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2013 Manager Questionnaire: Snowmelt Dependent Systems in the United States and Kenya

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dc.contributor.author Evans, Tom
dc.contributor.author Dell'Angelo, Jampel
dc.contributor.author McCord, Paul
dc.date.accessioned 2014-06-13T19:12:35Z
dc.date.available 2014-06-13T19:12:35Z
dc.date.issued 2013 en_US
dc.identifier.uri https://hdl.handle.net/10535/9410
dc.description.abstract "Within water-scarce environments, household characteristics such as family size, income, dependence on markets, and influence of external agents, among others, interact with the biophysical environment to produce socio-hydrological outcomes. Livelihood decisions and outcomes not only are dependent on socio-economic factors such as proximity of employment sources and the number of individuals to tend to farming operations, they are also tied to periodicity of rainfall and the reliability of surface water to maintain livelihood operations. As a result, an understanding of both social and biophysical characteristics is essential when examining coupled outcomes within water-scarce environments. In the Mount Kenya region, livelihoods are heavily dependent on the availability of water, whether through rainfall or surface water. To manage this essential resource, irrigation projects have been established on the western and north-western slopes of the mountain. The management committees of these irrigation projects determine water availability during seasonal dry periods, enforce penalties for water misuse, make repairs to damaged infrastructure, and collect membership and maintenance fees. The ability of the irrigation projects to reliably deliver water is essential in determining the agricultural performance of the member households. The 2013 manager questionnaire was administered to the chairperson of each irrigation project. It was designed to understand attributes of the irrigation projects (such as age of the infrastructure and membership fees), land and water assets of the irrigation project members, agricultural activities taking place within the irrigation project, and the rules and norms that exist within the irrigation project. Questions concerning the rules and norms represented the majority of manager survey questions, as the inner workings of the irrigation projects are revealed through examination of monitoring structures, monetary penalties, participation in project meetings, distribution of water during low flow periods, and coordination with other irrigation projects. The 2013 manager survey was administered within twenty-five irrigation projects. More than twenty-five manager surveys were administered, since, on occasion, surveys were administered not only to the chairperson of the irrigation project, but also to the secretary and/or treasurer." en_US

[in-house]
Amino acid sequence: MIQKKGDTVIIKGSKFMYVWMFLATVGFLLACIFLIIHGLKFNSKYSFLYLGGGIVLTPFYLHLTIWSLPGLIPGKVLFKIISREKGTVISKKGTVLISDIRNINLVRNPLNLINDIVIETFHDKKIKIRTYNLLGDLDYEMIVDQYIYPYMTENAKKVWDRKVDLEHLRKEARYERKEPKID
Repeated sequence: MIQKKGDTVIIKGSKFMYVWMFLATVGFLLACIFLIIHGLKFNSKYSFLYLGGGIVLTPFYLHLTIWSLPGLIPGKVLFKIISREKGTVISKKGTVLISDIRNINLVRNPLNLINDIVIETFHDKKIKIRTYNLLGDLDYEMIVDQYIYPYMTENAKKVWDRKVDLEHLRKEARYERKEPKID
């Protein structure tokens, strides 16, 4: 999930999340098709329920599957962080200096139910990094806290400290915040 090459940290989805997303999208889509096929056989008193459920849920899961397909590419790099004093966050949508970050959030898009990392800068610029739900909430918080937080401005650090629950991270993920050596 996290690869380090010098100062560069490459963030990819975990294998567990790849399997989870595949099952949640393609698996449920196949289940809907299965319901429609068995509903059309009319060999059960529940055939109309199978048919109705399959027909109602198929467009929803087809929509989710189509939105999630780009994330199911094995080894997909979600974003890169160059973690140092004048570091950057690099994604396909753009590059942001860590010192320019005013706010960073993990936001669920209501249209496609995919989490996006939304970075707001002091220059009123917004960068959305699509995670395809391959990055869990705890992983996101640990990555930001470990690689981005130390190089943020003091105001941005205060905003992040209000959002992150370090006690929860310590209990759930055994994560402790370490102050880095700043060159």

dc.language English en_US
dc.relation National Science Foundation - Dynamics of Coupled Natural and Human Systems Program en_US
dc.relation.ispartofseries 2013 Kenya Manager Survey en_US
dc.subject human-environment interaction en_US
dc.subject socio-hydrology en_US
dc.subject water management en_US
dc.subject scarcity en_US
dc.subject irrigation en_US
dc.subject.classification Geography en_US
dc.title 2013 Manager Questionnaire: Snowmelt Dependent Systems in the United States and Kenya en_US
dc.type Survey
dc.type.methodology Quantitative en_US
dc.publisher.workingpaperseries Indiana University, Princeton University, University of Colorado - Boulder en_US
dc.coverage.region Africa en_US
dc.coverage.country Kenya en_US
dc.subject.sector Agriculture en_US
dc.subject.sector Water Resource & Irrigation en_US

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